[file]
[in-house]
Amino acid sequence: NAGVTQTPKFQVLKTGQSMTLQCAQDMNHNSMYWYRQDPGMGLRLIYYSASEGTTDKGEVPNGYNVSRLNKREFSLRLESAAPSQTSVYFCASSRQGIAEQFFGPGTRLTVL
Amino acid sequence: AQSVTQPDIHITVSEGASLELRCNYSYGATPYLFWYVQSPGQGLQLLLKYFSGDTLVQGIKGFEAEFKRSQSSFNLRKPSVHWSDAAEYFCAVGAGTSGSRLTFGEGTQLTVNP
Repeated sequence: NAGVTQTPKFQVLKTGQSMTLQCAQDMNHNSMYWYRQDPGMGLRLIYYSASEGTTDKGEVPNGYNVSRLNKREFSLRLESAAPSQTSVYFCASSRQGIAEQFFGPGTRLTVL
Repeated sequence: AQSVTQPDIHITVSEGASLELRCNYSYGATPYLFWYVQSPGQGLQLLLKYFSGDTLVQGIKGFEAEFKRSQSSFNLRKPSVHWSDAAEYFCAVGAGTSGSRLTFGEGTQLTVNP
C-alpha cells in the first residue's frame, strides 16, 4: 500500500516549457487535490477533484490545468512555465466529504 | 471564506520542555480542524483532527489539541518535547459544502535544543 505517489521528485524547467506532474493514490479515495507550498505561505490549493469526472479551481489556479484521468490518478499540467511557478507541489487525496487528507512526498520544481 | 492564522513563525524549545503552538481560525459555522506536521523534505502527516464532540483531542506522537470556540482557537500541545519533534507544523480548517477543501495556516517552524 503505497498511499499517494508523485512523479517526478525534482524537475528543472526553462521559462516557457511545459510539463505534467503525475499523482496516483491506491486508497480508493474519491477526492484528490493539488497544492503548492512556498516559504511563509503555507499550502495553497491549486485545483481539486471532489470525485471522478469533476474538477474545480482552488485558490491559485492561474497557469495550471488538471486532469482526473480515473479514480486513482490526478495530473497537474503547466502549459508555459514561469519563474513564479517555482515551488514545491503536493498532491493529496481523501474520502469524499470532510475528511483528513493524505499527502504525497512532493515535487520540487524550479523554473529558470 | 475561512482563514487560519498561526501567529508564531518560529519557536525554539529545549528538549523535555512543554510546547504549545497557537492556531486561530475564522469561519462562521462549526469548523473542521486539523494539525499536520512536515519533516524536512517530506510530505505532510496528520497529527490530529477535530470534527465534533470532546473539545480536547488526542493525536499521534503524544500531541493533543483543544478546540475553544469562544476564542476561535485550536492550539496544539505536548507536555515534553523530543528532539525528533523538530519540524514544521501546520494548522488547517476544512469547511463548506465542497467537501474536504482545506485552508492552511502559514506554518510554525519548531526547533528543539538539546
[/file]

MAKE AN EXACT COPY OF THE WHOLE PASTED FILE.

[in-house]
Amino acid sequence: NAGVTQTPKFQVLKTGQSMTLQCAQDMNHNSMYWYRQDPGMGLRLIYYSASEGTTDKGEVPNGYNVSRLNKREFSLRLESAAPSQTSVYFCASSRQGIAEQFFGPGTRLTVL
Amino acid sequence: AQSVTQPDIHITVSEGASLELRCNYSYGATPYLFWYVQSPGQGLQLLLKYFSGDTLVQGIKGFEAEFKRSQSSFNLRKPSVHWSDAAEYFCAVGAGTSGSRLTFGEGTQLTVNP
Repeated sequence: NAGVTQTPKFQVLKTGQSMTLQCAQDMNHNSMYWYRQDPGMGLRLIYYSASEGTTDKGEVPNGYNVSRLNKREFSLRLESAAPSQTSVYFCASSRQGIAEQFFGPGTRLTVL
Repeated sequence: AQSVTQPDIHITVSEGASLELRCNYSYGATPYLFWYVQSPGQGLQLLLKYFSGDTLVQGIKGFEAEFKRSQSSFNLRKPSVHWSDAAEYFCAVGAGTSGSRLTFGEGTQLTVNP
C-alpha cells in the first residue's frame, strides 16, 4: 500500500516549457487535490477533484490545468512555465466529504 | 471564506520542555480542524483532527489539541518535547459544502535544543 505517489521528485524547467506532474493514490479515495507550498505561505490549493469526472479551481489556479484521468490518478499540467511557478507541489487525496487528507512526498520544481 | 492564522513563525524549545503552538481560525459555522506536521523534505502527516464532540483531542506522537470556540482557537500541545519533534507544523480548517477543501495556516517552524 503505497498511499499517494508523485512523479517526478525534482524537475528543472526553462521559462516557457511545459510539463505534467503525475499523482496516483491506491486508497480508493474519491477526492484528490493539488497544492503548492512556498516559504511563509503555507499550502495553497491549486485545483481539486471532489470525485471522478469533476474538477474545480482552488485558490491559485492561474497557469495550471488538471486532469482526473480515473479514480486513482490526478495530473497537474503547466502549459508555459514561469519563474513564479517555482515551488514545491503536493498532491493529496481523501474520502469524499470532510475528511483528513493524505499527502504525497512532493515535487520540487524550479523554473529558470 | 475561512482563514487560519498561526501567529508564531518560529519557536525554539529545549528538549523535555512543554510546547504549545497557537492556531486561530475564522469561519462562521462549526469548523473542521486539523494539525499536520512536515519533516524536512517530506510530505505532510496528520497529527490530529477535530470534527465534533470532546473539545480536547488526542493525536499521534503524544500531541493533543483543544478546540475553544469562544476564542476561535485550536492550539496544539505536548507536555515534553523530543528532539525528533523538530519540524514544521501546520494548522488547517476544512469547511463548506465542497467537501474536504482545506485552508492552511502559514506554518510554525519548531526547533528543539538539546